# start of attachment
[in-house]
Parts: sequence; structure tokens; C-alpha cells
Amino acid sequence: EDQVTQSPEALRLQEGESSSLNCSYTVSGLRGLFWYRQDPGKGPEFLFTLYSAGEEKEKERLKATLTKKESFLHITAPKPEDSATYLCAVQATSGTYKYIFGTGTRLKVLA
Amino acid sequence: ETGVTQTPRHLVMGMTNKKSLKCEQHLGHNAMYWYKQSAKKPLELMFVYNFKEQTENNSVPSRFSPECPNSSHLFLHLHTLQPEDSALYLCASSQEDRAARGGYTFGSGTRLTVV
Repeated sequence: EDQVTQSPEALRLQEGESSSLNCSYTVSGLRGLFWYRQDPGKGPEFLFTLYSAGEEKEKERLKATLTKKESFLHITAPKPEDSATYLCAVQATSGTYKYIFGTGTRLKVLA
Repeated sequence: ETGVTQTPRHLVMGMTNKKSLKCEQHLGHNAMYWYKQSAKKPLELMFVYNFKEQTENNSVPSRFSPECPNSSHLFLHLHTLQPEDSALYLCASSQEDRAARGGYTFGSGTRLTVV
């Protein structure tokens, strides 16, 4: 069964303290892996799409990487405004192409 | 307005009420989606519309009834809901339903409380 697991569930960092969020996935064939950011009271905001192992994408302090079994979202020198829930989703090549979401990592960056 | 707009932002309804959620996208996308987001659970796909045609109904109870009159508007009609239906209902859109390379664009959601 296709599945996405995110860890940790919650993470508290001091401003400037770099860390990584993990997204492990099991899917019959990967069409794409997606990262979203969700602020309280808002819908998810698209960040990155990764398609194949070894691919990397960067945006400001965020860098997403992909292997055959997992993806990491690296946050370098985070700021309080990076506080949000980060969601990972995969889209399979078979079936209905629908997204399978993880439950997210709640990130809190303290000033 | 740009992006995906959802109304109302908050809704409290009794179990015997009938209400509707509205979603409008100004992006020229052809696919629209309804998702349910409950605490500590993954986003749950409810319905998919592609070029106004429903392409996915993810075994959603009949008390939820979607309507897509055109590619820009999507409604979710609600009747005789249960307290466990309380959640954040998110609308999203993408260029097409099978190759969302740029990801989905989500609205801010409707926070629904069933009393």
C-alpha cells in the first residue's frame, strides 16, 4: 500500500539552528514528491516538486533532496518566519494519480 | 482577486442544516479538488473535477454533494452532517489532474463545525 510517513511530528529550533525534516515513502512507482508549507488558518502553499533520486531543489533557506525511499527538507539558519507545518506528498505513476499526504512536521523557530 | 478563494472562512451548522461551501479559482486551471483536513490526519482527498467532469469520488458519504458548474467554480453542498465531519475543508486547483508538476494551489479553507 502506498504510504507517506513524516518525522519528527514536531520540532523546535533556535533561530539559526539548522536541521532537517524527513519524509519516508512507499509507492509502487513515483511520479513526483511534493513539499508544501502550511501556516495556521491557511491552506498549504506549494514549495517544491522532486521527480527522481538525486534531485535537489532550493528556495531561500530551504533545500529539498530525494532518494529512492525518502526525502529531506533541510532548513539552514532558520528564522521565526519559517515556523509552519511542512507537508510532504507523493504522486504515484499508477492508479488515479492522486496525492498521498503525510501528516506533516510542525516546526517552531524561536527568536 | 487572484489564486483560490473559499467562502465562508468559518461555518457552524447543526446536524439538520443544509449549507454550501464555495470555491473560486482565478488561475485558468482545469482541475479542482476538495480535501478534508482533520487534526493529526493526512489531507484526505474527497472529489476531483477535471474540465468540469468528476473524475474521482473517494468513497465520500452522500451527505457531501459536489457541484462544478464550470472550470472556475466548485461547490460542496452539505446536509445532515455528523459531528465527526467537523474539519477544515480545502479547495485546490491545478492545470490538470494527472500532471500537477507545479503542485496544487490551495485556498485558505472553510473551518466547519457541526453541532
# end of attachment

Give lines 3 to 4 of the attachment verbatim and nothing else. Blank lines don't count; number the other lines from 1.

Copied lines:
Amino acid sequence: EDQVTQSPEALRLQEGESSSLNCSYTVSGLRGLFWYRQDPGKGPEFLFTLYSAGEEKEKERLKATLTKKESFLHITAPKPEDSATYLCAVQATSGTYKYIFGTGTRLKVLA
Amino acid sequence: ETGVTQTPRHLVMGMTNKKSLKCEQHLGHNAMYWYKQSAKKPLELMFVYNFKEQTENNSVPSRFSPECPNSSHLFLHLHTLQPEDSALYLCASSQEDRAARGGYTFGSGTRLTVV